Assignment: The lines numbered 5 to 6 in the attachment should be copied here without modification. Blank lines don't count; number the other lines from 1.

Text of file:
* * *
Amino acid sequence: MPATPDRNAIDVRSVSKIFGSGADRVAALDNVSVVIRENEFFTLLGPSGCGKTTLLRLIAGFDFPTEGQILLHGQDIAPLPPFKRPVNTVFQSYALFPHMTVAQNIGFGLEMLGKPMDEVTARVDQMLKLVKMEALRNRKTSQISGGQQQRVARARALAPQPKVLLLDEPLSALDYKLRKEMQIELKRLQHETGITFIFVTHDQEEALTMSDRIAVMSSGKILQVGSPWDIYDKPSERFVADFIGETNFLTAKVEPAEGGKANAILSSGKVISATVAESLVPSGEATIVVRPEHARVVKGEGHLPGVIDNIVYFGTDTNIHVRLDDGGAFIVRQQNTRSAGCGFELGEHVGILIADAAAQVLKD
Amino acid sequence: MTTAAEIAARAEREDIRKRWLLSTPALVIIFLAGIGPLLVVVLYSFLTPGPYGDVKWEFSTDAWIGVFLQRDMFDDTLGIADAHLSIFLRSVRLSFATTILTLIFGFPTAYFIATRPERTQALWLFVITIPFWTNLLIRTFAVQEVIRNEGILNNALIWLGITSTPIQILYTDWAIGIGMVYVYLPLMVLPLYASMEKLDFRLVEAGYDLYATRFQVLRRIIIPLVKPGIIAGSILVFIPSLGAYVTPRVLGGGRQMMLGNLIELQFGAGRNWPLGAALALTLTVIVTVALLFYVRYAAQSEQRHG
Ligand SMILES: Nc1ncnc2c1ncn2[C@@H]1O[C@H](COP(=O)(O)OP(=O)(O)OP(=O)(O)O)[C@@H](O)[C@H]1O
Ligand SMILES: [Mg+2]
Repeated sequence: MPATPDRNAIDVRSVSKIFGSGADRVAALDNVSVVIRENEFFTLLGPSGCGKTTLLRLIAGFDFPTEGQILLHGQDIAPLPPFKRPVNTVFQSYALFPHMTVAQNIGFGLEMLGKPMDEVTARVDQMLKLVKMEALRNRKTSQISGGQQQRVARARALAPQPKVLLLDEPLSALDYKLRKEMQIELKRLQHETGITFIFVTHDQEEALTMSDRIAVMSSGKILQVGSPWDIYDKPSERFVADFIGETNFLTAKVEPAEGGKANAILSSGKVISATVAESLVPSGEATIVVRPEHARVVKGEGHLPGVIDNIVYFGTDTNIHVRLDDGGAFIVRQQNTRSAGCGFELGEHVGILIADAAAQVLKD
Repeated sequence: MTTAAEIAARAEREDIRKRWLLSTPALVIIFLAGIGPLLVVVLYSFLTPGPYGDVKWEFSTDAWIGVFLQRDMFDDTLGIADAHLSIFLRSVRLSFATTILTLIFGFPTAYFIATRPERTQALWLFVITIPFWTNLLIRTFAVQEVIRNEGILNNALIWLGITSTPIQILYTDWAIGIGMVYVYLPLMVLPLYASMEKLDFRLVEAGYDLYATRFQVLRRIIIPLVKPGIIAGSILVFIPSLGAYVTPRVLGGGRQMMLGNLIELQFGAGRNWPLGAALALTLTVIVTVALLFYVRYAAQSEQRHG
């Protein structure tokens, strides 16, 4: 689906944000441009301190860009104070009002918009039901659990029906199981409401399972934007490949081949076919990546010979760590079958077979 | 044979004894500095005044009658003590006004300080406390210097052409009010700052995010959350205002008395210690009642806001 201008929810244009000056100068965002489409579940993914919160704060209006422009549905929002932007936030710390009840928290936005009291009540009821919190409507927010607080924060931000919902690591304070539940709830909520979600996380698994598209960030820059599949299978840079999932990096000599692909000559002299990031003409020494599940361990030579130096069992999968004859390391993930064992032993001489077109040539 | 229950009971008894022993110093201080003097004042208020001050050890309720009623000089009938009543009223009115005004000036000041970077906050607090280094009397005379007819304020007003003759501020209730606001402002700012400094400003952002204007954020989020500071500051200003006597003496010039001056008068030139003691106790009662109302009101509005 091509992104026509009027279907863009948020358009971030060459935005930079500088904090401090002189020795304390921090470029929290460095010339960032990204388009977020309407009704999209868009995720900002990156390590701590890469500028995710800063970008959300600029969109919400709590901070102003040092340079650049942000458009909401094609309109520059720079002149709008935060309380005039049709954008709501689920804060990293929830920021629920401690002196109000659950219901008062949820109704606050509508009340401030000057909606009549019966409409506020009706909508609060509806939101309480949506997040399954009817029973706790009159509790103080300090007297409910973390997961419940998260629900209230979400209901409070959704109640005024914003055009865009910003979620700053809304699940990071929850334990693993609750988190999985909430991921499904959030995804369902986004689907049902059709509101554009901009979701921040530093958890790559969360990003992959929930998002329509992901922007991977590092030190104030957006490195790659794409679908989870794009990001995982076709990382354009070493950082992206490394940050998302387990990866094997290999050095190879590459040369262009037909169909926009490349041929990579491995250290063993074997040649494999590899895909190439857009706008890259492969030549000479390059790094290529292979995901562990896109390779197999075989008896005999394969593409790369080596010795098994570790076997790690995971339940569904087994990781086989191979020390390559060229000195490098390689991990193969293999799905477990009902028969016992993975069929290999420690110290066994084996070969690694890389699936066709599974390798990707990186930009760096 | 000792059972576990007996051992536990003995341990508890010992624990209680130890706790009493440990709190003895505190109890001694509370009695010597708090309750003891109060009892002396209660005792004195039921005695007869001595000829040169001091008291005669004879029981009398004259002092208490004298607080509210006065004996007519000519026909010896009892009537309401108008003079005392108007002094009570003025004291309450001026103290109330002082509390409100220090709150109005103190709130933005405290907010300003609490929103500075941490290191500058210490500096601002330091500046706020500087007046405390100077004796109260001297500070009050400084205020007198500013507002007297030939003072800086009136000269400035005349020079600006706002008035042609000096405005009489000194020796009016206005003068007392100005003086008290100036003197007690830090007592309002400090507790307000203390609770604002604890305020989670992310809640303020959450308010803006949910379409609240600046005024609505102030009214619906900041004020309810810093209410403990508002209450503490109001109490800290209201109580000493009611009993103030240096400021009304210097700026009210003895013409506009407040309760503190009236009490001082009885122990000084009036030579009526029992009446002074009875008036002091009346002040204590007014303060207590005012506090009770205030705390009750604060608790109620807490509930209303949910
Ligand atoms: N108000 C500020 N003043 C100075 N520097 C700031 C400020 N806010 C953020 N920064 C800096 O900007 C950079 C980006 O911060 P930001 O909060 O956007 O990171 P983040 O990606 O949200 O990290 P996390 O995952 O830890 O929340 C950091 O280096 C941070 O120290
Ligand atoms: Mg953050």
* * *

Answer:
Repeated sequence: MPATPDRNAIDVRSVSKIFGSGADRVAALDNVSVVIRENEFFTLLGPSGCGKTTLLRLIAGFDFPTEGQILLHGQDIAPLPPFKRPVNTVFQSYALFPHMTVAQNIGFGLEMLGKPMDEVTARVDQMLKLVKMEALRNRKTSQISGGQQQRVARARALAPQPKVLLLDEPLSALDYKLRKEMQIELKRLQHETGITFIFVTHDQEEALTMSDRIAVMSSGKILQVGSPWDIYDKPSERFVADFIGETNFLTAKVEPAEGGKANAILSSGKVISATVAESLVPSGEATIVVRPEHARVVKGEGHLPGVIDNIVYFGTDTNIHVRLDDGGAFIVRQQNTRSAGCGFELGEHVGILIADAAAQVLKD
Repeated sequence: MTTAAEIAARAEREDIRKRWLLSTPALVIIFLAGIGPLLVVVLYSFLTPGPYGDVKWEFSTDAWIGVFLQRDMFDDTLGIADAHLSIFLRSVRLSFATTILTLIFGFPTAYFIATRPERTQALWLFVITIPFWTNLLIRTFAVQEVIRNEGILNNALIWLGITSTPIQILYTDWAIGIGMVYVYLPLMVLPLYASMEKLDFRLVEAGYDLYATRFQVLRRIIIPLVKPGIIAGSILVFIPSLGAYVTPRVLGGGRQMMLGNLIELQFGAGRNWPLGAALALTLTVIVTVALLFYVRYAAQSEQRHG